Architects heri&salli deliver a compact, energy-efficient company headquarters suspended in a wooden grid.
Published in A10 #60 Nov/Dez 2014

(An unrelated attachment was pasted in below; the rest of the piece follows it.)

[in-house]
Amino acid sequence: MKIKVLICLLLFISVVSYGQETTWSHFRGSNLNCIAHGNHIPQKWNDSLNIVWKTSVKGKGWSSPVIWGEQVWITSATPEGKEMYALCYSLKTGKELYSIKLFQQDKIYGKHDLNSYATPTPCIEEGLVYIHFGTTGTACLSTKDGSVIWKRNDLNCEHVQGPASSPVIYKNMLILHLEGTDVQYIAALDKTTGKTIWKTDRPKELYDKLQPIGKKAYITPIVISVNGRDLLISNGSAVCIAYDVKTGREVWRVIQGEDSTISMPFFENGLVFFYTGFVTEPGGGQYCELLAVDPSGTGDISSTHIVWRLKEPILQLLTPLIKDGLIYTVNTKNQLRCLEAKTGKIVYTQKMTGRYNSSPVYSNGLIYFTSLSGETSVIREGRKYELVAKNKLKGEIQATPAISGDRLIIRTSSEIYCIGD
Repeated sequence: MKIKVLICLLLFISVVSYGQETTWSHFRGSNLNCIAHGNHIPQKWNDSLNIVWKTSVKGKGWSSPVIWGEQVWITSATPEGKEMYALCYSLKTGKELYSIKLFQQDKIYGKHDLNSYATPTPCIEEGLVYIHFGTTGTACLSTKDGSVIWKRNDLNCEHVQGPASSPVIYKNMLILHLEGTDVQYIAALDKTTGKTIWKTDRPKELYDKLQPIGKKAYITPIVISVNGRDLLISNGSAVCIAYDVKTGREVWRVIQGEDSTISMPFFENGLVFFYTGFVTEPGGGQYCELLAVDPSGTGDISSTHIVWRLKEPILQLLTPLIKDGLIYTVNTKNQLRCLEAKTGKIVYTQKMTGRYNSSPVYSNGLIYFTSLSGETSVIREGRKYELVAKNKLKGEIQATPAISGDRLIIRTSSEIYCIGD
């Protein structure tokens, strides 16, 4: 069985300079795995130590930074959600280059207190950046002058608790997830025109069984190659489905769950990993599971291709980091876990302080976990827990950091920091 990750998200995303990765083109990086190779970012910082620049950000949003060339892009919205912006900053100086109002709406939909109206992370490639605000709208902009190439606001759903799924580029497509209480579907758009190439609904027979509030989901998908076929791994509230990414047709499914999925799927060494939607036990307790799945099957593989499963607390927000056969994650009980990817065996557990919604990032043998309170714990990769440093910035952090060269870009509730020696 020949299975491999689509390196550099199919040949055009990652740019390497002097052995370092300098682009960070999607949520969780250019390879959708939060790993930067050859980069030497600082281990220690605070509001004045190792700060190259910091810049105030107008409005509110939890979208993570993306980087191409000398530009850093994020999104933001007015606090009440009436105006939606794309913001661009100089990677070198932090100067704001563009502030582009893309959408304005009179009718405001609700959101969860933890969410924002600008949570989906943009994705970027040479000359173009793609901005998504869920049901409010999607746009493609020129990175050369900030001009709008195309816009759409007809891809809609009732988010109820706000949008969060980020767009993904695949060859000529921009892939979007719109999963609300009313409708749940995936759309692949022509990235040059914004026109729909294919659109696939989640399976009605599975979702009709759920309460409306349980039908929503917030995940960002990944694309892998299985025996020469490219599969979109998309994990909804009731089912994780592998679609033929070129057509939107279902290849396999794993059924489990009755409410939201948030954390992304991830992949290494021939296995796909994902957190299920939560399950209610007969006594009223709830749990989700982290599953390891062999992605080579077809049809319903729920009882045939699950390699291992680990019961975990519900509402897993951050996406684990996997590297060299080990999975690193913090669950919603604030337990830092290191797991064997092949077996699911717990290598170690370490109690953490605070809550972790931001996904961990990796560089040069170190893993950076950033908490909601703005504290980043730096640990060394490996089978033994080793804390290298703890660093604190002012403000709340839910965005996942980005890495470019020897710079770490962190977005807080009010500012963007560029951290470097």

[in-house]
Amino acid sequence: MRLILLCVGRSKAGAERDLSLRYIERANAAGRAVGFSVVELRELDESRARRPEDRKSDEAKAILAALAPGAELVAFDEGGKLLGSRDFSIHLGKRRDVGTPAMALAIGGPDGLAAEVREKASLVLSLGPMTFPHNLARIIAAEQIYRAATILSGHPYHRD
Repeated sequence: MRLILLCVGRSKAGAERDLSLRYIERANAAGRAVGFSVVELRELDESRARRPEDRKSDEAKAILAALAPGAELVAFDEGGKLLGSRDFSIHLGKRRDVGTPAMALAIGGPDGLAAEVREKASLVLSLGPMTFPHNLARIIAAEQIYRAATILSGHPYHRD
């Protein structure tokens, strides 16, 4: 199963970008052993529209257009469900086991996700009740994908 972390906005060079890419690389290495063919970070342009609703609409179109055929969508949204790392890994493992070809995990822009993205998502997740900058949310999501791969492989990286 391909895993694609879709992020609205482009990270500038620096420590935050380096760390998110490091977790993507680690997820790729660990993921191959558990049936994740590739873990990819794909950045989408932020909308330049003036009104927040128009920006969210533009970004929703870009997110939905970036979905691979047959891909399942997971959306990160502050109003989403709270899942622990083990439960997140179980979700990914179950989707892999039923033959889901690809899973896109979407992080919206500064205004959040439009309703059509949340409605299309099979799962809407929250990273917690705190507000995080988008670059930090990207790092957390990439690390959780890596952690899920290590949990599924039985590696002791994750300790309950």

At first glance, you would think this office is surrounded by scaffolding. A second look reveals a very different picture. The scaffolding is in fact the building’s supporting structure. The office building, a closed volume reminiscent of a die, hangs within this framework. It consists of wooden supports and beams, arranged in a grid measuring five by five metres. Not concealed within the volume, it highlights a ‘space of possibilities’ that extends beyond the building itself. The project is christened ‘Office Off’ by architects heri&salli. The alliteration reflects the design approach: a grid and shell that enter into dialogue with one another, yielding an usual structure. The office is the headquarters of Face of Buildings (FOB), a facade planning company. Active throughout Europe, it specializes in steel, aluminium and glass facades, yet chose something constructed entirely of wood for its own premises.It was only in the course of planning that it became clear that a wooden construction would simplify many detailed solutions. The client, in the form of a board member and four shareholders who have all played an active role in driving the project forward, used this as an opportunity to gain individual understanding of the rules governing wooden construction, to be able to support future customers in planning wooden facades. For Heribert Wolfmayr and Josef Saller, the commission was, in fact, the reason they set up business together ten years ago. The first draft – a sloping plane situated in the countryside – was too large and cost-intensive to be realized. ‘We had many dreams, and channelled all our wishes into this first draft, as did the client,’ explains Wolfmayr. The pair commenced work on a second draft in 2011, for which the client issued more specific instructions. Due to energy considerations, the office building should be more compact, three storeys high, and cover an area of approximately 700-800 m2. The second draft was also bold and unusual. The actual building hangs like a crumpled piece of paper within the regular grid of wooden uprights. Wooden shingles cover the structure’s exterior, while visible wooden walls determine the atmosphere of the interior. Individual cubes extend the folded volume to the outer limits of the supporting framework, bringing a great deal of light into the space. The office is entered via a wooden ramp. Directly behind the main door, a three-storey space opens, enabling visitors to view the entire volume of the structure. On the ground floor is the meeting room and a break room. The latter is larger than the first, which says a lot about the company’s philosophy. A swimming pool in the courtyard, an in-house fitness studio in the adjacent building and a climbing wall that will soon be installed in the stairwell are further building blocks intended to contribute to a healthy work-life balance. The first and second floors house workstations grouped around a central core, a solid wood structure with an installation shaft, toilets and a lift. Large windows alternate with wooden wall surfaces, most of which are inclined. A relatively simple floor plan has resulted in a beautiful and varied sequence of rooms.Thanks to the photovoltaic system on the roof, the building is self-sufficient in terms of energy. A great deal of courage and commitment from both architect and client have gone into realizing this project. It is a wonderful, energy-efficient example that office buildings do not always have to be cuboid. It is a shame, however, that the same architectural commitment did not extend to the adjacent building, which appears all too banal alongside this dynamic wooden sculpture.